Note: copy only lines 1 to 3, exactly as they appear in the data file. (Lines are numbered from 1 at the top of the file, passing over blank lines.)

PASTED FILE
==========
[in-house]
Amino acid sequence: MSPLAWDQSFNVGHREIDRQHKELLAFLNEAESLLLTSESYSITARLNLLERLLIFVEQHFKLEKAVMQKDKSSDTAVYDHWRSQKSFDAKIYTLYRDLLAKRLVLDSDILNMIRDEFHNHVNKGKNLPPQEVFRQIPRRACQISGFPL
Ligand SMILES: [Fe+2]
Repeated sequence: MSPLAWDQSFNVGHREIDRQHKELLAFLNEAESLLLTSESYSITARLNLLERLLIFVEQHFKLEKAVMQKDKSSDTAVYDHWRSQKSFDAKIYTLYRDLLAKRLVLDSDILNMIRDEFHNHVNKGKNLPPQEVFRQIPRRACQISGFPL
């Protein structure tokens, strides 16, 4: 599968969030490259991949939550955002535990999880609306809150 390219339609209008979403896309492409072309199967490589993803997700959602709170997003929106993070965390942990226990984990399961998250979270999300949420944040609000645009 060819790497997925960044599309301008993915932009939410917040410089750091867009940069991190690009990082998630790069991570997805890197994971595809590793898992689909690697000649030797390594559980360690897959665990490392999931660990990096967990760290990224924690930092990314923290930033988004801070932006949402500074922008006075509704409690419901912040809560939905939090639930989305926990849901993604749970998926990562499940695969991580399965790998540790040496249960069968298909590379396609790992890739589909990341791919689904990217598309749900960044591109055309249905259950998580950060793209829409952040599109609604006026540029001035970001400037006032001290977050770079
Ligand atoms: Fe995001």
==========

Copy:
[in-house]
Amino acid sequence: MSPLAWDQSFNVGHREIDRQHKELLAFLNEAESLLLTSESYSITARLNLLERLLIFVEQHFKLEKAVMQKDKSSDTAVYDHWRSQKSFDAKIYTLYRDLLAKRLVLDSDILNMIRDEFHNHVNKGKNLPPQEVFRQIPRRACQISGFPL
Ligand SMILES: [Fe+2]